Joint training programs have been booming. The watchdog agencies say they are not powerful enough to control all the programs. As a result, students do not know from who they should entreat help in case they become the victims of unlicensed programs.
Legal or illegal programs?
Two days ago, the government inspectors proposed the Prime Minister to instruct the Ministry of Education and Training (MOET) not to recognize the degrees granted to the 2000 learners who finished the joint training program between the Hanoi National University and a foreign partner.
This was one of the numerous problematic joint training programs run by Vietnamese schools in cooperation with foreign partners. Every time, when the frauds are discovered, MOET usually orders to stop enrolment, requests the trainers to reimburse tuitions to learners and asks its Examination and Accreditation Department not to recognize the degrees to be licensed by the programs.
In most cases, it is learners, who are the biggest sufferers. Therefore, they have been told to be cautious when selecting the training programs to follow.
However, the problem is that learners cannot find out if the programs are legal or illegal, once the schools still exist and the ad pieces about the training programs still can appear on mass media.
Vo Thi Thao Linh, a learner of Raffles International Training Center, said that she sought the information about international schools in Vietnam before she decided to register to study at the center.
“I read on Internet that this is the biggest education group in the region which has 38 junior colleges and universities in 14 countries. If MOET does not recognize the degree, this would be a big disadvantage for us,” Linh said.
Linh, like other learners, all have affirmed that they could not recognize unlicensed programs in Vietnam. The chair of the advisory board of Raffles in Vietnam was the former Deputy Minister of Education and Training. As such, no one could imagine that this was an unlicensed program.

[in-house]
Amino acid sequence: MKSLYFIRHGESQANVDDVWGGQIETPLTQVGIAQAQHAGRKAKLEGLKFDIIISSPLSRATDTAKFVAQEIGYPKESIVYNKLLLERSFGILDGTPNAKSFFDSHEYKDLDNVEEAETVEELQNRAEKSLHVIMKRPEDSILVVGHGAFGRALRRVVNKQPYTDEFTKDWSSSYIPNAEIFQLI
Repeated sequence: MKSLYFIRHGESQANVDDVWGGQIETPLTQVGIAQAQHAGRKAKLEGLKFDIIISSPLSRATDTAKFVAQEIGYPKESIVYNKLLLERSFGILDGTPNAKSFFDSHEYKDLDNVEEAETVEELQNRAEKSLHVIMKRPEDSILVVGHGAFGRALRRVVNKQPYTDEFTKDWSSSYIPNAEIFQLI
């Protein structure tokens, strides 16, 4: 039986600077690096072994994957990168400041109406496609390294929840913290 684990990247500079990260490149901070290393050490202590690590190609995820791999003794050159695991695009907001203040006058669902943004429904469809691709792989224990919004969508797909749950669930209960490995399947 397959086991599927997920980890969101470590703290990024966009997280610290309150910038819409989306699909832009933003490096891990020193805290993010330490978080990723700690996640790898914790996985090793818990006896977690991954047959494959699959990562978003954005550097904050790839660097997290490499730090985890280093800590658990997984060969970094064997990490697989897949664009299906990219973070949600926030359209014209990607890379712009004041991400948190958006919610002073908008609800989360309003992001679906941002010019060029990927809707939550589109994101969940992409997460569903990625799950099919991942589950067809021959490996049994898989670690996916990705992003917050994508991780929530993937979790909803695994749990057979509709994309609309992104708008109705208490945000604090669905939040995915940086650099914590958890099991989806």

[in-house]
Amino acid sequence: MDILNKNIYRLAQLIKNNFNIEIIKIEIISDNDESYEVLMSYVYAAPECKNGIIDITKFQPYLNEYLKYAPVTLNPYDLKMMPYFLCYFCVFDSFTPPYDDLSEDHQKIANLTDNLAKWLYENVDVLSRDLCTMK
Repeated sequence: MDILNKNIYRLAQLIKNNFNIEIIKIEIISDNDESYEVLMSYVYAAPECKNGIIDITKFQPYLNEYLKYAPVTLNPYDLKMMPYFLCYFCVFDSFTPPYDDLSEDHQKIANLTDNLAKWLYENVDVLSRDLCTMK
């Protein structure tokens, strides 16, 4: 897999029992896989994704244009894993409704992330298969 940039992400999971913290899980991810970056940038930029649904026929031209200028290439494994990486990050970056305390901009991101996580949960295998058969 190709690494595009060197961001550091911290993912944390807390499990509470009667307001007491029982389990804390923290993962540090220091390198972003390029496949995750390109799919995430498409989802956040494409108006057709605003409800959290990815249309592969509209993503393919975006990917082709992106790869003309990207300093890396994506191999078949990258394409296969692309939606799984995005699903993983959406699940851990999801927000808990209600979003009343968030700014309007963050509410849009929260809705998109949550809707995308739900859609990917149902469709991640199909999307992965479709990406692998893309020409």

Learners need to protect themselves instead of expecting help
When asked what learners need to do to find out if these or those programs are licensed or unlicensed, Nguyen Xuan Vang, a senior official of MOET, said learners need to learn thoroughly about the programs they intend to follow.
“They (learners) can seek information about joint training programs on the official website of the ministry. If they still have some doubts, they should contact licensed agencies for advices,” Vang said.
However, analysts have commented that this is an impossible mission. The website cannot update information, because many joint training programs have been licensed by other competent agencies, not MOET.
Spent money and got worse
The Decision No. 77 dated December 20, 2007, stipulates that the degrees granted by unlicensed training programs must not be recognized in Vietnam.
As such, even though learners are not fault in following illegal programs, they would still have to bear the consequences. Their study results are not recognized, while in many cases, they cannot get the tuition backs, even though MOET always requests schools to reimburse money.
When asked if MOET would make intervention in the cases, where the schools refuse to reimburse money to learners, Nguyen Huy Bang, Chief Inspector of MOET said that this is the civil liability between the training centers and learners; therefore, learners have the right to claim for money back.
Source: Lao dong/ VNN
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